About Lake Apopka
Lake Apopka is located west of Orlando and mostly in Orange County, but the western part is in Lake County. It’s the fourth largest lake in Florida and one of the largest in the United States. Unique that it forms the headwaters of the Harris chain of lakes and the Ocklawaha River. It is over 30,000 acres in size, with a drainage basin of 119,773 acres.
Approximately 30% of the lake’s water comes from Gourd Neck Spring; the remainder is direct rainfall and stormwater runoff. The only surface water outflow from Lake Apopka is the Apopka-Beauclair Canal, which flows north into Lake Beauclair and the Harris chain. Apopka-Beauclair Lock and Dam control the discharges from the canals, which influences the lake stage. From Lake Dora, water flows into Lake Eustis, then into Lake Griffin, and then northward into the Ocklawaha River, which flows into the St. Johns River.
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Lake Apopka Fishing
At first look, the lake water is still very dingy except for the area around the natural springs. The lake’s future comes from a massive spring that pumps clear water into the lake, leaving a discolor line surrounding the spring. The water visibility in the rest of the lake is less than afoot. The water’s look would immediately repulse most anglers. Is it not possible this is a hidden secret fishing spot for a small number of anglers and tournament enthusiasts who make the expedition?
Most anglers would be shocked to find that the Apopka bass population has rebounded at all. Slight improvement in habitat has restored some underwater weed growth, and the recent stocking of a largemouth bass shows promise. Recent shocking surveys done by the Florida Fish and Wildlife Commission show fishable bass populations all along the shortline from the Winter Park boat ramp to the spring.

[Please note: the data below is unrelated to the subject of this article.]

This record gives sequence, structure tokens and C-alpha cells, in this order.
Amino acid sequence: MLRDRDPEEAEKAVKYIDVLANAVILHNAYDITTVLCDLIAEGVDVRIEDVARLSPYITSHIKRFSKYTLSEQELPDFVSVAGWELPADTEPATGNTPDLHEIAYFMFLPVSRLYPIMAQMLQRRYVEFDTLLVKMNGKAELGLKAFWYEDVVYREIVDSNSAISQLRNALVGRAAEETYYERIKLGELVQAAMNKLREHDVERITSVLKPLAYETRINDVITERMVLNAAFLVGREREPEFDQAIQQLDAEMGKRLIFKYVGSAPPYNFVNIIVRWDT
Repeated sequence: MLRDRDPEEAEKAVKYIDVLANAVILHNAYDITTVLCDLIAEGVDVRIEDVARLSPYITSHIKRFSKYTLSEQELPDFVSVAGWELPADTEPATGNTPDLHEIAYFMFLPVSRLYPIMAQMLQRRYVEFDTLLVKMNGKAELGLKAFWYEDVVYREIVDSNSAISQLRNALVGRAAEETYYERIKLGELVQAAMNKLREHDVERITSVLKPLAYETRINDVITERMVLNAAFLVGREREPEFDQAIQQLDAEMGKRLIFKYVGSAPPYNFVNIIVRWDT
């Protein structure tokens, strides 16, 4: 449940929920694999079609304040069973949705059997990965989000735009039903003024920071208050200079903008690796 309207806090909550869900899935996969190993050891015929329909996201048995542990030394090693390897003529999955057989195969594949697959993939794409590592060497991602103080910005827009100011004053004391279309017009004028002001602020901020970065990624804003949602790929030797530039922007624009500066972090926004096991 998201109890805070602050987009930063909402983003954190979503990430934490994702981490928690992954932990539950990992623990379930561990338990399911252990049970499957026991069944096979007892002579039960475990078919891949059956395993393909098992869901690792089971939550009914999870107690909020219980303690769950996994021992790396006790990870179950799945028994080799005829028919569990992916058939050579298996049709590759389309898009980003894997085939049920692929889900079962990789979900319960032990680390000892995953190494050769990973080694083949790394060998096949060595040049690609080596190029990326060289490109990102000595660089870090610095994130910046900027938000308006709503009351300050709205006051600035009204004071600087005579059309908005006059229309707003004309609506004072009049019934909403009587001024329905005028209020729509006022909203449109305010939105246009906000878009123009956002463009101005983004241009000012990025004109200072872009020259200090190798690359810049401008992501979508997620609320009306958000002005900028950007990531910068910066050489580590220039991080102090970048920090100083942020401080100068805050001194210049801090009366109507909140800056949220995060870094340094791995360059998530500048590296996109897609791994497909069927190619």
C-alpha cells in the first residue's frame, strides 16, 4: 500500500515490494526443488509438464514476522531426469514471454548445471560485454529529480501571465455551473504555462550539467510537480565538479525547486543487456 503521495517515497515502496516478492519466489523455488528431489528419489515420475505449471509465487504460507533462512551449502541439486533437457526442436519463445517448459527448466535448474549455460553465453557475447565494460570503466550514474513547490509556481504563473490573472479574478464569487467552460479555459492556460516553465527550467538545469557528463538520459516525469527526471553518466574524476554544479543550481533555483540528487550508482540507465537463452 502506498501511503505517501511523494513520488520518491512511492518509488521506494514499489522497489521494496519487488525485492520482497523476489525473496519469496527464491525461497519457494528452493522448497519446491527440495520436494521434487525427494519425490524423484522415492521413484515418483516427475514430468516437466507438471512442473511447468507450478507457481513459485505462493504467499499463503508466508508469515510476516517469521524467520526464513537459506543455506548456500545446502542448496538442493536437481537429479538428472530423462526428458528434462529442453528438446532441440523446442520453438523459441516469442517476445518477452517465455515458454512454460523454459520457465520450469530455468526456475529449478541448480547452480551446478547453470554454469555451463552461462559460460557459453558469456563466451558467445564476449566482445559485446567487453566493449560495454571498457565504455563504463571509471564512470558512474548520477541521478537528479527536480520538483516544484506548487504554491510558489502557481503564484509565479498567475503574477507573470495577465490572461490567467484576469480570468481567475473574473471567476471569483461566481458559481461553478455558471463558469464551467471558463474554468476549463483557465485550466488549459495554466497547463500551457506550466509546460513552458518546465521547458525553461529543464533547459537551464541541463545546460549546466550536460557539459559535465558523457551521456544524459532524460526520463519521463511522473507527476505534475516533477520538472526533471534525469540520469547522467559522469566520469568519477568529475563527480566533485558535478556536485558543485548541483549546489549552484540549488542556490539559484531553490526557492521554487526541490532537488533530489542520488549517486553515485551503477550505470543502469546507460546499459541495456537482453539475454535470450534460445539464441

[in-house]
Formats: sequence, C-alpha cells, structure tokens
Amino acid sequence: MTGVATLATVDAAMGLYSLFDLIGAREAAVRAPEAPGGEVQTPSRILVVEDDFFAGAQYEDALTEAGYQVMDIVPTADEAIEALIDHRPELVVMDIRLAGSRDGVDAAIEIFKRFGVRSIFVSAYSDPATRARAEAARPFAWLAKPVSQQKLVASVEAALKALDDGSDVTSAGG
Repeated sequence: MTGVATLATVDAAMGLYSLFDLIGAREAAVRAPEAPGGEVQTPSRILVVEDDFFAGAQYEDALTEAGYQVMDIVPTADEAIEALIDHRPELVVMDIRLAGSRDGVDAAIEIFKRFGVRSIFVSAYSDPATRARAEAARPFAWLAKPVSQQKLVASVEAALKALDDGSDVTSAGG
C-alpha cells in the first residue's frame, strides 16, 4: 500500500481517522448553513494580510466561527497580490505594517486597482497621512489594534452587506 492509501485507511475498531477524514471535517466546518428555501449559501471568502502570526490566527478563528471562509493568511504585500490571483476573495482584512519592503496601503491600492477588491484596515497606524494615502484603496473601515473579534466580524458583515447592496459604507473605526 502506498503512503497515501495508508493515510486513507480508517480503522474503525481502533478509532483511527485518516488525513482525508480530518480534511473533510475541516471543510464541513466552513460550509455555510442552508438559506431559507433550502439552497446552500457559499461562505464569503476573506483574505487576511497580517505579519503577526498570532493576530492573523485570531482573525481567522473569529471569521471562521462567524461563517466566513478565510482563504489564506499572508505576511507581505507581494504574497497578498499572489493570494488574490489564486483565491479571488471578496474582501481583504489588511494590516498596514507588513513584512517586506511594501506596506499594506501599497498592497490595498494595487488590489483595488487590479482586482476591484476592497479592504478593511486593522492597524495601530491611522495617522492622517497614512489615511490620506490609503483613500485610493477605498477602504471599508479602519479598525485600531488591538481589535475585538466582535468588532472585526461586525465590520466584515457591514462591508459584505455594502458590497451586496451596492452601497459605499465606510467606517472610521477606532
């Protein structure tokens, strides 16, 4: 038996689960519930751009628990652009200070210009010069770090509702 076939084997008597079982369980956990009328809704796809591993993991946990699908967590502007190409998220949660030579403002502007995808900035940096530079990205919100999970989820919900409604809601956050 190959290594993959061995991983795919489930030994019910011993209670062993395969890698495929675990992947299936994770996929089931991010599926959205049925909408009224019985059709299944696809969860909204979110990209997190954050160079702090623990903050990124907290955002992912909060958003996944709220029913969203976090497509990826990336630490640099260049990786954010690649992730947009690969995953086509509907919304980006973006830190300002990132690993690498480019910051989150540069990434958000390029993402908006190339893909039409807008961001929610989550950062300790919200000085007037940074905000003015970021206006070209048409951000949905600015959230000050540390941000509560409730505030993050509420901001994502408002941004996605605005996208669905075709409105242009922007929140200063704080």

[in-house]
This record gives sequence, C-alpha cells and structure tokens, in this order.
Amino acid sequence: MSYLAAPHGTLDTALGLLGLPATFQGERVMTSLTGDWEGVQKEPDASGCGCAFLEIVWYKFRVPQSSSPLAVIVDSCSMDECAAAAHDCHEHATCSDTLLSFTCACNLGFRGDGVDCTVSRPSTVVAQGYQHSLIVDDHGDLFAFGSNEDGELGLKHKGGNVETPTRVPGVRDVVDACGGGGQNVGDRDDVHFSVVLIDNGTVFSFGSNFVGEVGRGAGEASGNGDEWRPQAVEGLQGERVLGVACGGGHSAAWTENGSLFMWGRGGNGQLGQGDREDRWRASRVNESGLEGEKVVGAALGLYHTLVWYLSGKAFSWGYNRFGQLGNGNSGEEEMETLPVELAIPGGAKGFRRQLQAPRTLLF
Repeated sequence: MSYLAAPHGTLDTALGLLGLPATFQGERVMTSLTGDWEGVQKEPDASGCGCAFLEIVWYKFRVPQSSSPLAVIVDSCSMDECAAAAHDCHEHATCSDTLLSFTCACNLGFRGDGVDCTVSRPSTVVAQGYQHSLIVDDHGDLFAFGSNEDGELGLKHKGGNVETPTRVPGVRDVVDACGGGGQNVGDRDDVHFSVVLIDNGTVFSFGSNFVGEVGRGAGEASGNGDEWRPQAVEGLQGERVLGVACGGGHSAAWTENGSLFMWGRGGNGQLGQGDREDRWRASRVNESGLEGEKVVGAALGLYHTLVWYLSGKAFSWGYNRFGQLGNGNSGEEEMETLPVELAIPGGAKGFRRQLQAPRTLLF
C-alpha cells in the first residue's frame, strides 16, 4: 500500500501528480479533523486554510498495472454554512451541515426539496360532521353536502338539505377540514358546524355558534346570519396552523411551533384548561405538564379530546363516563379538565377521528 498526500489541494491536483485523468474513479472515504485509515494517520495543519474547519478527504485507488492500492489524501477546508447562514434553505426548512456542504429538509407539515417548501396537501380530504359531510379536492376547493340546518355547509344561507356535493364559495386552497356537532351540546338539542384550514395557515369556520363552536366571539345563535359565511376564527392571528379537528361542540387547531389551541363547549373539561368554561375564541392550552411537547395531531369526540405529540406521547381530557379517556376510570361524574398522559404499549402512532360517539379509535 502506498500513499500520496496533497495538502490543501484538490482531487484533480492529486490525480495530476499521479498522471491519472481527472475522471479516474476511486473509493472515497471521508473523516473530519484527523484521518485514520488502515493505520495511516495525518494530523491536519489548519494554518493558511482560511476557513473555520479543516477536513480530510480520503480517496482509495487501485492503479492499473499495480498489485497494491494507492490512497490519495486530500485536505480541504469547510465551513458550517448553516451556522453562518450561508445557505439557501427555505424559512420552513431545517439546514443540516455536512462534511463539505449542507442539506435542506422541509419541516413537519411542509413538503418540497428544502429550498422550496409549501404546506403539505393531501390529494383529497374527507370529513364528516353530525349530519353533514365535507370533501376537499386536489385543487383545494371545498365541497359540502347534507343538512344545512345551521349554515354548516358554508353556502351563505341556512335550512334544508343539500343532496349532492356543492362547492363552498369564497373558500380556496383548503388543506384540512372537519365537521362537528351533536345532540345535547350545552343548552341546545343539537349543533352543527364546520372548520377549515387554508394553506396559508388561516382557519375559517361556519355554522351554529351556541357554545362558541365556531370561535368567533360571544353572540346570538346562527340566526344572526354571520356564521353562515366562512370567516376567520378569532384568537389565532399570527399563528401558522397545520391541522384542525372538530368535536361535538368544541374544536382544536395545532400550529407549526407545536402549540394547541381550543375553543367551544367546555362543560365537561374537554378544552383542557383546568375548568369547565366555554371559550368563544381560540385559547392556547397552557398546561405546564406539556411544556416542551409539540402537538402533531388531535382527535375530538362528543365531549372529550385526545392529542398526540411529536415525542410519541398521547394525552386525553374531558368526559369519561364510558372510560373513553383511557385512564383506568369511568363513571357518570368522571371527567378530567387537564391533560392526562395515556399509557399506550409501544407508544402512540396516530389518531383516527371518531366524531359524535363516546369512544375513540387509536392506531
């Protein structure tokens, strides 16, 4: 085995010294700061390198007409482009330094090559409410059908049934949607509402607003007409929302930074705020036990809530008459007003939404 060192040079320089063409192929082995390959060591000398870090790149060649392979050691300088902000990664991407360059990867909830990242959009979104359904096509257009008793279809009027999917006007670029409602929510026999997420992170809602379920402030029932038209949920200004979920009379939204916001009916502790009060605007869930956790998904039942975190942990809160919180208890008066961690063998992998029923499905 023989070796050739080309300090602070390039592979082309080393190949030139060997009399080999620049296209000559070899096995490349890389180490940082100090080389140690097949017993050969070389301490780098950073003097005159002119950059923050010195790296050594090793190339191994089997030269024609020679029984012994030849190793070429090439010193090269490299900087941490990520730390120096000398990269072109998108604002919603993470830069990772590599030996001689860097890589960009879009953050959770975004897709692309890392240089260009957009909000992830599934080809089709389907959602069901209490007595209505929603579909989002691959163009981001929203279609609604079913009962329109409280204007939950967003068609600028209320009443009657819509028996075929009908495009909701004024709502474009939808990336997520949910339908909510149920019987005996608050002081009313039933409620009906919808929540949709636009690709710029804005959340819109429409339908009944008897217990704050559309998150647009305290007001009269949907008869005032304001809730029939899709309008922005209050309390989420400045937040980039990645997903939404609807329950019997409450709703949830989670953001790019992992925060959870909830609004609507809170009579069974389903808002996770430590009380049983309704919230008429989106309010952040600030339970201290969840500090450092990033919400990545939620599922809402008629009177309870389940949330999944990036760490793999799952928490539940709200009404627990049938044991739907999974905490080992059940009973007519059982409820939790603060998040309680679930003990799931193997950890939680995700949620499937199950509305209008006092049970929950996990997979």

The Future is Now
Even better, low fishing pressure coupled with a large shad population is producing an outstanding size average. In our opinion, the lake is very likely the home of some of the largest bass in Florida. The lake may hold a world record-sized bass, and that’s not a fish story. Uniquely displayed on antique boxes of Heddon Lures was the famous 17-pound bass caught in Lake Apopka. Wildlife Commission has reportedly shocked and tagged several real giants.
We consistently do fishing charters on Lake Apopka to check the results and status of the lake. Our fishing trip to the lake almost always produces fish limits, with big fish in the 6 pounds range. The fish were very healthily and were strong fighters. Although the watercolor is terrible at best, and the lake isn’t the prettiest to look at, but the bass fishing is worth the effort. In conclusion, we continue to be encouraged by what we’ve seen so far and will continue to do fishing charters on the lake seriously in the coming years.
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Apopka Big Bass
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History of Political Struggles
Lake Apopka has a history of more than 100 years of human alteration, beginning with the construction of the Apopka-Beauclair Canal in 1888. In 1941, a levee was built along the north shore to drain 20,000 acres (80 km²) of a shallow marsh for farming. In 1947, a hurricane destroyed much of the lake’s aquatic vegetation. One month later, the first of many recorded algae blooms occurred.